DNA Transcription Vs DNA replication
Cell division plays a crucial role in the growth of an organism. The division of a cell happens when the cell replicates the DNA in its genome (a complete set of genetic information in an organism comprising all the information it requires to function). As a result, the parent cell produces two daughter cells containing the same genetic information as the parent cell.
The role of both DNA replication and transcription is to generate a new molecule of nucleic acid (DNA or RNA). However, the function of DNA replication and transcription is different, with one involved in cell division and the other being a part of gene expression.
DNA replication and transcription help in binding complementary nucleotides into DNA, producing new DNA and RNA strands, respectively. When DNA replication happens, it produces two-strand replicas of the whole genome, which is highly crucial for cell division. Meanwhile, transcription lays the path for gene expression to build the necessary protein for the cell to function.
The critical difference is that DNA replication aims to create a replica of the genome. In contrast, transcription involves transferring genetic information of a particular segment of DNA into RNA.
What is DNA Replication?
DNA replication is copying a double-stranded DNA molecule to produce two identical DNA molecules. The two new daughter cells must contain the same genetic information or DNA as the parent cell. This is because each strand of DNA serves as a template for further duplication.
The point at which the DNA replication is initiated is known as Origins. In this phase, the DNA double helix unwound, synthesizing a short RNA segment (primer), which acts as starting point of new DNA synthesis.
Next comes DNA polymerase, an enzyme replicating the DNA, ensuring its bases match the original strand. The RNA primer is later replaced with DNA after the completion of the synthesis process. Any gaps between the newly synthesized DNA segments are sealed with enzymes.
The cell proofreads the newly synthesized DNA, ensuring no mutation or mistakes have occurred during the process. Once the DNA is replicated precisely as intended, it divides into two cells containing identical copies of the original DNA.
What is DNA transcription?
DNA transcription is a process where the information in a DNA strand is copied into the new mRNA, short for Molecule of Messenger RNA.
DNA can store genetic material in the nuclei of cells as a reference or template in a safe and stable manner. The same cannot be said for mRNA. Although mRNA carries the same information as DNA, it cannot store information for a long time and can exit the nucleus freely.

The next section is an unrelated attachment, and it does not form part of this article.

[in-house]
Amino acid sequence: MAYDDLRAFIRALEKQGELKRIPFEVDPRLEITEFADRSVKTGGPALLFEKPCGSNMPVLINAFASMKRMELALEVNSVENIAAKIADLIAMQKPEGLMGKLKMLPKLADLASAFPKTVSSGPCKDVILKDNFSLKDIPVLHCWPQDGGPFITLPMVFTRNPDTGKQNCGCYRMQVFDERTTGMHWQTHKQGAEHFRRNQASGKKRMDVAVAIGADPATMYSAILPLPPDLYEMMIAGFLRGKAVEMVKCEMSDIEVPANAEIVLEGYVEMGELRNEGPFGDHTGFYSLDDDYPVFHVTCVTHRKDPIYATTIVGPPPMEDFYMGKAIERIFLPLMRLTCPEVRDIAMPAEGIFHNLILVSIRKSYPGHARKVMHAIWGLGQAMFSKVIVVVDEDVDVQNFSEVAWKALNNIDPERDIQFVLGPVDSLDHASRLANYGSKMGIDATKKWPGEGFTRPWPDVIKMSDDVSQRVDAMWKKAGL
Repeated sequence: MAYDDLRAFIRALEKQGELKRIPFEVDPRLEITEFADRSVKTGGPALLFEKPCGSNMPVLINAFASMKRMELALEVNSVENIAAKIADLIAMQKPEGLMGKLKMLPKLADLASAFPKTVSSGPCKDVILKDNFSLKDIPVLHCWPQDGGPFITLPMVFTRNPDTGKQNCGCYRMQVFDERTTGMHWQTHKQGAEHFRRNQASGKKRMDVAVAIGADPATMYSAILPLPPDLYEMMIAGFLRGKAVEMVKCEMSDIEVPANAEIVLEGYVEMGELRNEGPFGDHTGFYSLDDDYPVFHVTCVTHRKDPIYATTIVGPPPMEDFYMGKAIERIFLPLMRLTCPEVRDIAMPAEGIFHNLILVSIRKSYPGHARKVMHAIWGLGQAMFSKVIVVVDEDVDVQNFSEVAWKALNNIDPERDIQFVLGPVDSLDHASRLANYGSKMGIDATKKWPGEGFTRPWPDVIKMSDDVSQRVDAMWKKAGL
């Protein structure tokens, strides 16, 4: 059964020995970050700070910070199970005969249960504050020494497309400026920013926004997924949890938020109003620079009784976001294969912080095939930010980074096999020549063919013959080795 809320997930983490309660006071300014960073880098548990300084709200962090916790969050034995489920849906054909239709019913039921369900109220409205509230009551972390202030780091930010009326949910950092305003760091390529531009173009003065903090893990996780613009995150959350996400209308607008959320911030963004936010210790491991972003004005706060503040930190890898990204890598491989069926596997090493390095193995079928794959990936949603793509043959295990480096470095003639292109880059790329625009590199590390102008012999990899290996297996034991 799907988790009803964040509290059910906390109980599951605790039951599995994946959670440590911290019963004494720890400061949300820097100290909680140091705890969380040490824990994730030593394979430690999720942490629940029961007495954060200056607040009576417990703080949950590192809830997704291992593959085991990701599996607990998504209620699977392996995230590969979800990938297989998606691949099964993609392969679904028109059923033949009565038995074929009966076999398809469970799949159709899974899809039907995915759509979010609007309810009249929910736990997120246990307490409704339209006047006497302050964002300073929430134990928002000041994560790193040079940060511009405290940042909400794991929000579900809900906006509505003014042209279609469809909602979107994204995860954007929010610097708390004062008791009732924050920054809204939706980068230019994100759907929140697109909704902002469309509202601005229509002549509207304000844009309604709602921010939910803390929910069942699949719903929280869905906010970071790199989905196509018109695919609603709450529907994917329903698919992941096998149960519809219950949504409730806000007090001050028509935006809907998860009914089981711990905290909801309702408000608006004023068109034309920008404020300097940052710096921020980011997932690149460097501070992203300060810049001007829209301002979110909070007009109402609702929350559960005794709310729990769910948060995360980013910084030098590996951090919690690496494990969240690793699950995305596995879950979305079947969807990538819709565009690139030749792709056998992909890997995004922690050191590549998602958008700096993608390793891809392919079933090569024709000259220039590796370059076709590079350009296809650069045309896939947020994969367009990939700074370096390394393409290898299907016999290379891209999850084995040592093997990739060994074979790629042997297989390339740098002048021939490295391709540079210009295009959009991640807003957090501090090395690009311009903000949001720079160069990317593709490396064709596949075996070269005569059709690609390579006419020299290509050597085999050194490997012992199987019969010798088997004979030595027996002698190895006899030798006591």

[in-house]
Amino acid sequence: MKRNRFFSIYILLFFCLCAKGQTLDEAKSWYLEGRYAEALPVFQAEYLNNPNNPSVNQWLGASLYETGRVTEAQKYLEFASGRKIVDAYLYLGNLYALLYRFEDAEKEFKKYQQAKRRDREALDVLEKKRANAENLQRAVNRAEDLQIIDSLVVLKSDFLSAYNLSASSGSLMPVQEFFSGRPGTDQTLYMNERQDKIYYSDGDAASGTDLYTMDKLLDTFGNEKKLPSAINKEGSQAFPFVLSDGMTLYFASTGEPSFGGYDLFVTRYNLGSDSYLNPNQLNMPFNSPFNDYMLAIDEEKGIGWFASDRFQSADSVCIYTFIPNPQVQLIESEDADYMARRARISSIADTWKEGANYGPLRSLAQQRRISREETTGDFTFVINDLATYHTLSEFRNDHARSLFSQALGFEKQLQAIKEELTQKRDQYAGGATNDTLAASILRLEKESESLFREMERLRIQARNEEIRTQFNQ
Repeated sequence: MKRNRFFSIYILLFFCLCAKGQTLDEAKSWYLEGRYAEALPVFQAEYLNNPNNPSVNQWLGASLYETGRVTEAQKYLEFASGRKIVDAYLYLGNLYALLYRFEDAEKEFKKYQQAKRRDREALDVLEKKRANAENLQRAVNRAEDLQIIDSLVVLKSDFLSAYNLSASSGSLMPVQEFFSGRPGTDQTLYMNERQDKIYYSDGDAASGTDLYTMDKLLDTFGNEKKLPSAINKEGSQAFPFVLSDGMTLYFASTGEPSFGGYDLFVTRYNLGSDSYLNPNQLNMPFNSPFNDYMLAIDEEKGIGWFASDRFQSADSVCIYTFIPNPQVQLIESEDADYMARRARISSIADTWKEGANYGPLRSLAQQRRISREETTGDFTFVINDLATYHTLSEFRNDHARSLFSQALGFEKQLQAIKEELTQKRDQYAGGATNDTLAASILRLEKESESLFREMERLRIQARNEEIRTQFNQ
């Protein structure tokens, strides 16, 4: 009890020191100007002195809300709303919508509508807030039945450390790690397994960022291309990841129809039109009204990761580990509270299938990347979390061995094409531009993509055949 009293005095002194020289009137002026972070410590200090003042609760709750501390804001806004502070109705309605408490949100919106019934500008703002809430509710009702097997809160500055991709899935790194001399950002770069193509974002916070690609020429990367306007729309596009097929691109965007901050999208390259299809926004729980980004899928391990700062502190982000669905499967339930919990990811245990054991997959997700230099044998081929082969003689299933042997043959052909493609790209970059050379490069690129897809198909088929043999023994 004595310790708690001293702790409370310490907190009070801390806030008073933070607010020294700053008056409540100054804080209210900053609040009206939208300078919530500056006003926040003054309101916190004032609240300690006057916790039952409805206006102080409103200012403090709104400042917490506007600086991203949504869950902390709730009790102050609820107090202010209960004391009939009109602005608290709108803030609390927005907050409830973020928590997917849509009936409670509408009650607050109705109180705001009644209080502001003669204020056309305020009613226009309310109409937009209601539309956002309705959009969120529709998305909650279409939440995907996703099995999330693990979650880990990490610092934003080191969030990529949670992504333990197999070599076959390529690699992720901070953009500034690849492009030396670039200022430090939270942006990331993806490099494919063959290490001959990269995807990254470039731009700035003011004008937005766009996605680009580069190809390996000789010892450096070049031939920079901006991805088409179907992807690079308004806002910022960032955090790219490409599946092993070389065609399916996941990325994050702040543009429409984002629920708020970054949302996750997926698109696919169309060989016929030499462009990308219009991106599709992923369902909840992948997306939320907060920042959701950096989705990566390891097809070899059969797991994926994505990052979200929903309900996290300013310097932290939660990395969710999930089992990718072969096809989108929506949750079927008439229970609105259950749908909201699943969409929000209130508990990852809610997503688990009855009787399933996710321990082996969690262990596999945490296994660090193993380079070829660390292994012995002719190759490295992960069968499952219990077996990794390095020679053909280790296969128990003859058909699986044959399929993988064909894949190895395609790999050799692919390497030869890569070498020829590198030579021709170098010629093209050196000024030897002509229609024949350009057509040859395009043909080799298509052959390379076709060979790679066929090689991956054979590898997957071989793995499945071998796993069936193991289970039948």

Therefore, we cannot consider mRNA an identical copy of the DNA segment as its sequence is complementary to the DNA template.
The process of transcription
- It is carried out by RNA polymerase enzyme and specific accessory proteins known as transcription factors.
- Transcription factors start binding with specific DNA sequences known as enhancer and promoter sequences for recruiting RNA polymerase to the right transcription site.
- The transcription factors and RNA polymerase form a complex known as the transcription initiation complex to initiate transcription.
- Then the RNA polymerase matches complementary bases to the original DNA strand to start the mRNA synthesis.
- The mRNA molecule gets elongated in the process, and once the strand fully synthesizes, the transcription is terminated.
- The newly formed mRNA copies serve as blueprints for protein synthesis for the translation process.
Difference between DNA replication and transcription
|Definition||replication of one strand of DNA into two daughter stands with each daughter strand containing half the DNA of the original double helix.||production of several functional RNA using genes as template.|
|Purpose||to conserve the genome for next generation.||to produce RNA copies of genes individually.|
|Products created||It creates two daughter strands of DNA.||The products are mRNA, tRNA, rRNA and non-coding RNA.|
|Processing||It is processed in eukaryotes when base pair nucleotides bond with the sense or antisense strand, further connected with phosphodiester bonds by DNA helix to form a complete strand.||5’ cap and 3’ poly A tail is added followed by splicing the introns.|
|Occurrence||In the S phase of cell cycle.||In the G1 and G2 phase of cell cycle.|
|Primer||requires RNA primer to initiate the replication process.||does not require a Primer.|
|Enzymes involved||DNA polymerase and DNA helicase.||RNA polymerase and Transcriptase.|
|Genome copy||Entire genome is copied||Only certain genome are copies.|
|Degradation||Products do not degrade as they remain within nucleus.||They degrades as greater parts of the products passes from nucleus into cytoplasm when their function ends.|
|Base Pairing||It comprises 4 bases with three letter combinations, providing a possibility of 64 codons in total 43 combinations.||The enzyme creates a complementary strand by finding the correct base through complementary base paring and bonding with the original strand.|
Both DNA replication and transcription generates a new copy of DNA in a cell. While DNA replication make an exact copy of DNA, DNA transcription replicates the DNA into RNA. Both are involved in producing new nucleic acids- DNA or RNA. The newly produces nucleic acids may have some similarities, but differs in functions. For instance, one may carry cell division while other focus on gene expression.